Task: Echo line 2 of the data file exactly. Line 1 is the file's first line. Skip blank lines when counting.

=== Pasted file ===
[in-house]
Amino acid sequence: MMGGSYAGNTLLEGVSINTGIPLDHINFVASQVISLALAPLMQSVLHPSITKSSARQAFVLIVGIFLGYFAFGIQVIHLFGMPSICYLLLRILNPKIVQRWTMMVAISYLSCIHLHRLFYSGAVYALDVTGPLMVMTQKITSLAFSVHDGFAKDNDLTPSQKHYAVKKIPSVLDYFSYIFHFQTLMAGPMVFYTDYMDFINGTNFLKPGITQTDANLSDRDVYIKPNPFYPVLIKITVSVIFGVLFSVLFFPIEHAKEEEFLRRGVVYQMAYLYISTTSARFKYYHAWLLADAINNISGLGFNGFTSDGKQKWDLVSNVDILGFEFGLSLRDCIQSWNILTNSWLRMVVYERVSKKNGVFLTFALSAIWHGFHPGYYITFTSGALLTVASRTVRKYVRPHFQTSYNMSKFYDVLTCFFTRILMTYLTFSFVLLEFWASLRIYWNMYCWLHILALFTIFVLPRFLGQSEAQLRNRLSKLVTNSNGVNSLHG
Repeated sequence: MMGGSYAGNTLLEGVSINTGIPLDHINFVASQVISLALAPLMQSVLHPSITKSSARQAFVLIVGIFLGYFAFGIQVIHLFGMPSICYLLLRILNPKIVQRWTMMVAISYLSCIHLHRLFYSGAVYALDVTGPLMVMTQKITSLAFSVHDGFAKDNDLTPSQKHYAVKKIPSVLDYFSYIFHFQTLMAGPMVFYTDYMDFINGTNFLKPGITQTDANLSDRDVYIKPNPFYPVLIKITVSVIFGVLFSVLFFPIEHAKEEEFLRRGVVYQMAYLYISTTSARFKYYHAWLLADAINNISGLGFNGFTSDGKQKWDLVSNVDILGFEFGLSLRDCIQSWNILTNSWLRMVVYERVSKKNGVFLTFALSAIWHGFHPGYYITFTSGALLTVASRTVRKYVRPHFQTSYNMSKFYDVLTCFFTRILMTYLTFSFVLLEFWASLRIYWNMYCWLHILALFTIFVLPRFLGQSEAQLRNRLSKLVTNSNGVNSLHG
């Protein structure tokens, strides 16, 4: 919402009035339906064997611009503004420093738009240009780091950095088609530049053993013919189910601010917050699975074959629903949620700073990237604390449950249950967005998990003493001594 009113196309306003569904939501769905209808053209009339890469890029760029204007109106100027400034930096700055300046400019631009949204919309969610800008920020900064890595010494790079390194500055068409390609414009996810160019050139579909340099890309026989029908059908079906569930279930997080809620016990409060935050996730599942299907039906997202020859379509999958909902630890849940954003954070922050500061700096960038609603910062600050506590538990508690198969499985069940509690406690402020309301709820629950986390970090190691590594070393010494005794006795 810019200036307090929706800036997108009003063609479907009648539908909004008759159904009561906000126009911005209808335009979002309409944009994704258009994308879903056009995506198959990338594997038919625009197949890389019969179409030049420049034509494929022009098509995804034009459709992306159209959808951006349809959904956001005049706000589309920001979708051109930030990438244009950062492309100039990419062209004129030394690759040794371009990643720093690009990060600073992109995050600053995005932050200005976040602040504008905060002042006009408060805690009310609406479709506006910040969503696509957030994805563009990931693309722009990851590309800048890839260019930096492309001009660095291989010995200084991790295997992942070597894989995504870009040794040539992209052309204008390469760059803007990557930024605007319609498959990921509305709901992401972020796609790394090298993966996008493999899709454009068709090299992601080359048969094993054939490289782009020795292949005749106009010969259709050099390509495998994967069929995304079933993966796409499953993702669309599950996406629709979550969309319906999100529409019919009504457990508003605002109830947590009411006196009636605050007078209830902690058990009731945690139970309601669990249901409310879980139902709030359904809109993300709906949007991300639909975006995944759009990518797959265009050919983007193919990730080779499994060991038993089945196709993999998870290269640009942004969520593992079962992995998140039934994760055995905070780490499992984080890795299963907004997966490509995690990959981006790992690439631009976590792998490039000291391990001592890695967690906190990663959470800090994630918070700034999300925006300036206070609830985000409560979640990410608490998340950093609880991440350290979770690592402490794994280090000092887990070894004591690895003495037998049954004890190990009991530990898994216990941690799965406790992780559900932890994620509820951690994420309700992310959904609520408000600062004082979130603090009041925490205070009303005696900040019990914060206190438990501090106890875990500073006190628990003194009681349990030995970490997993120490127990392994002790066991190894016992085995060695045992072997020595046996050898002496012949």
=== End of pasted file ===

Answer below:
Amino acid sequence: MMGGSYAGNTLLEGVSINTGIPLDHINFVASQVISLALAPLMQSVLHPSITKSSARQAFVLIVGIFLGYFAFGIQVIHLFGMPSICYLLLRILNPKIVQRWTMMVAISYLSCIHLHRLFYSGAVYALDVTGPLMVMTQKITSLAFSVHDGFAKDNDLTPSQKHYAVKKIPSVLDYFSYIFHFQTLMAGPMVFYTDYMDFINGTNFLKPGITQTDANLSDRDVYIKPNPFYPVLIKITVSVIFGVLFSVLFFPIEHAKEEEFLRRGVVYQMAYLYISTTSARFKYYHAWLLADAINNISGLGFNGFTSDGKQKWDLVSNVDILGFEFGLSLRDCIQSWNILTNSWLRMVVYERVSKKNGVFLTFALSAIWHGFHPGYYITFTSGALLTVASRTVRKYVRPHFQTSYNMSKFYDVLTCFFTRILMTYLTFSFVLLEFWASLRIYWNMYCWLHILALFTIFVLPRFLGQSEAQLRNRLSKLVTNSNGVNSLHG